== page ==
And as is always the case in history, we learned about the good and the bad.

A picnic near the playground followed: Sun, view over the water, good food, great company!

After finishing up we walked to the Big House, where a performance by the Tʼsasała Cultural Group awaited us. It is heartwarming to see how much effort is made by the Elders to teach the present generation the culture and language that was almost lost.
And how enthusiastically the young ones embrace their culture. It was another eye-opening experience to see the dancers and singers of all ages. At one point we, the audience, were asked to join in which was such a fun experience.

Then it was time to say good-bye to Alert Bay. We took the ferry back to Port McNeill and reminisced about the day we so much enjoyed.

 

August 23
Time to head south again. Quite different now we could actually see where we were going. Coming north was under very smokey skies, now it was clear and blue.
We stopped briefly in the logging village of Woss.
The next place we wanted to see was Sayward. Unfortunately we only found out later that if we had gone just about 1 km farther, we would have been at Kelsey Bay. Never mind. That’s for another trip 😉
We were meeting with the group in Campbell River, at Koto Japanese Restaurant.
After a delicious lunch we went “caravan style” to Bill Henderson’s carving shed.
Bill Henderson carved the totem pole which is standing next to the Campbell River Museum. His father had carved the original one but it disintegrated and was beyond repair. After his father’s death, Bill decided to burn the pole ceremonially on the beach. The new pole was raised in 2017.
Bill and his family showed us the totem poles they were working on and explained some of the tools they use. They were all very happy to answer all our questions.

The Campbell Museum was next. A beautiful building with very tastefully exhibited treasures. Another learning experience.

 


And then we started the last leg of our trip: back to Nanaimo.

Thank you Joanne, for doing all the driving for us.

And many thanks to Jay, for making this trip possible. The organization of it must have been quite something but it was worth every minute of it.
Thank you Peter, for all the information, your stories. Your knowledge is phenomenal.
Thank you Chief Henry Seaweed, for showing us places we would never have seen otherwise and sharing stories about your family and culture.

Gilakas’la
It was an unforgettable, marvelous journey.

Jos

 

 

 

 

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The Canadian Rockies, 2018

The long awaited holiday was finally here! My sister Birgit and my brother-in-law Gerard flew to Calgary where I was going to meet them. From there we were ready to tackle the Rockies, mosquito spray in one hand, a camera in the other.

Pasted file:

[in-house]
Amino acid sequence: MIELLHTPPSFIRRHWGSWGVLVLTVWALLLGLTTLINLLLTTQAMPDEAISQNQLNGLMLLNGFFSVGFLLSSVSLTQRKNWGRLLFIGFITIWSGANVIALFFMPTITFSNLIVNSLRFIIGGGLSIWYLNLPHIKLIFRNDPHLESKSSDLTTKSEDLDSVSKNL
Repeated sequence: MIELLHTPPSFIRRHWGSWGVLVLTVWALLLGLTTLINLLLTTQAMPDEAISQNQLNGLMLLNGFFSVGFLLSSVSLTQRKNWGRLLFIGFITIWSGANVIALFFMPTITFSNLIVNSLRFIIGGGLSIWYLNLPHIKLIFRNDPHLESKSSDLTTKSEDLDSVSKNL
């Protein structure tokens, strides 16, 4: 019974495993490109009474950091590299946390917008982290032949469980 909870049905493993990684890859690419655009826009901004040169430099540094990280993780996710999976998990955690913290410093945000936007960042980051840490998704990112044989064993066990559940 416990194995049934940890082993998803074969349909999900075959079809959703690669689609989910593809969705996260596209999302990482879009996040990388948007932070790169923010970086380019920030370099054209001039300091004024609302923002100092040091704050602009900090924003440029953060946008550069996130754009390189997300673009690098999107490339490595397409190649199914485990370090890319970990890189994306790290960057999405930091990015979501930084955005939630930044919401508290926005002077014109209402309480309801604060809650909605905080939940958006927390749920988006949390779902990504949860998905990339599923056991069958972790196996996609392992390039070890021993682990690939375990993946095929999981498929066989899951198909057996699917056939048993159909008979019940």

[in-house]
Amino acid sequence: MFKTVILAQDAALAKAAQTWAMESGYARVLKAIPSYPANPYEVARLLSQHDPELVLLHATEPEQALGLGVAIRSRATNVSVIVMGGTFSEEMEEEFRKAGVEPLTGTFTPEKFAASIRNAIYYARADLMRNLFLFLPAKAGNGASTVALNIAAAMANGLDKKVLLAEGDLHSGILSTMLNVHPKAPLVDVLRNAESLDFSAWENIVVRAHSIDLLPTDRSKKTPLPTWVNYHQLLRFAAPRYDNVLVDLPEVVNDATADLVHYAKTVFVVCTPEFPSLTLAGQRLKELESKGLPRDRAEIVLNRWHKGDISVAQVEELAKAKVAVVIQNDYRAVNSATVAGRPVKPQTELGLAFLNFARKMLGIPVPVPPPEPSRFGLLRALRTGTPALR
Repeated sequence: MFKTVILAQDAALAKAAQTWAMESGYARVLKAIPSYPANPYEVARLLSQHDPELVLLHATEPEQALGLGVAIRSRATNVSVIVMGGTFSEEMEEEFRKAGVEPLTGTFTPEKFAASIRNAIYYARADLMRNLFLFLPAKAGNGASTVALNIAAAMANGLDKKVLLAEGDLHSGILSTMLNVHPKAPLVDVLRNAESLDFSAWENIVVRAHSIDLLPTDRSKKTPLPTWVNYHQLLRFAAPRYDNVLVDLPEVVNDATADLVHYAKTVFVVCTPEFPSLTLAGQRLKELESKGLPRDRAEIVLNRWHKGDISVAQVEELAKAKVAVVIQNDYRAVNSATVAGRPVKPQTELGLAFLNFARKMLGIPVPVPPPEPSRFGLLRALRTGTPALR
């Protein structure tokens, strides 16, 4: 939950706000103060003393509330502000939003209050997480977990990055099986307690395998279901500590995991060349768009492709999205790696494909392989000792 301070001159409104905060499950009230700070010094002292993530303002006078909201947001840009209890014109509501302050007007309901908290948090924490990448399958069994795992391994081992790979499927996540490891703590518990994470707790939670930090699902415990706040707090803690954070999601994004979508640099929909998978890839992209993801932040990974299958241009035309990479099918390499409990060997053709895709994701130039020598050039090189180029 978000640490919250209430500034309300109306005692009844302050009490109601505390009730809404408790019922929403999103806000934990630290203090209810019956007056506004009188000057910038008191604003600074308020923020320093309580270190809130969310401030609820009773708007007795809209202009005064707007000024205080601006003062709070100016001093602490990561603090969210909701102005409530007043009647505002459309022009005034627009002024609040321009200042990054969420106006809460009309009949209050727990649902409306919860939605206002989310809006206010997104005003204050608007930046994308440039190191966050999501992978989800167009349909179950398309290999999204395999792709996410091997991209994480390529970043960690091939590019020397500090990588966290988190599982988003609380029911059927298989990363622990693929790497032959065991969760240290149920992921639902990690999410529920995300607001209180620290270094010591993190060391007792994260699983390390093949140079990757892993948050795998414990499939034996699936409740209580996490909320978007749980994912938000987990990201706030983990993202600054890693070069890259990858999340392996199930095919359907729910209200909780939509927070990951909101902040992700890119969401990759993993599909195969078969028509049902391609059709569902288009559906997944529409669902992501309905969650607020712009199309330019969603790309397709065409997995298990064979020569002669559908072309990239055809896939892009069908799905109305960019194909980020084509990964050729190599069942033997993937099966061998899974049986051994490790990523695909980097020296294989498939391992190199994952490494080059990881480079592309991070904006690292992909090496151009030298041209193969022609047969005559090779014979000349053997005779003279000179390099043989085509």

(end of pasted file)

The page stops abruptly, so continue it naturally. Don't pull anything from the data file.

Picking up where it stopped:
On June 17 I drove -solo- from Maple Ridge to Sicamous, a distance of about 452 km.
The weather was beautiful, the traffic easy going. Much earlier than I had calculated I arrived at the simple but convenient Super 8 Motel in Sicamous. I was very happy to discover it was just minutes walking from the waterfront, where I watched houseboats and other watercraft, people enjoying the hot sun on the piers, on patios. A vacation atmosphere for sure!
I was given a very spacious room and after a good night’s sleep and a “breakfast on the house” I was ready for leg 2 of my drive to Calgary.

June 18 (489 km)
The Sicamous to Calgary route took me through 4 national parks: Revelstoke, Glacier, Yoho and Banff National Parks. A beautiful drive under sunny skies. I lost an hour due to time difference, getting near Alberta. At the BC/Alberta border I met a group of cyclists. They were pedaling from Vancouver to Newfoundland, a journey they anticipated would take 10 weeks. They were now on day 10.
I went for a short walk on a skunk cabbage boardwalk. Nice and peaceful.
By the way, for the next 2 weeks we saw everywhere strategically placed red chairs
I safely arrived in Calgary, found the hotel we were all staying at, settled in and waited for B&G to come back from their day in downtown Calgary.
Happy reunion late that afternoon. Dinner in a nearby restaurant, walking back to the hotel over freshly asphalted (!) roads.

June 19. Calgary to Rundle Mountain Lodge in Canmore.
We had opted for beautiful road #40 (Kananaskis Trail) rather than the much shorter highway from Calgary to Canmore. A portion of Alberta Hwy 40 is closed until June 15 so we were very, very lucky!
We left Calgary, went south through some small villages like Okotoks and Black Diamond and turned north again at Longview, at hwy 40 which took us through Peter Lougheed Provincial Park with its highest paved pass in Canada, the Highwood Pass.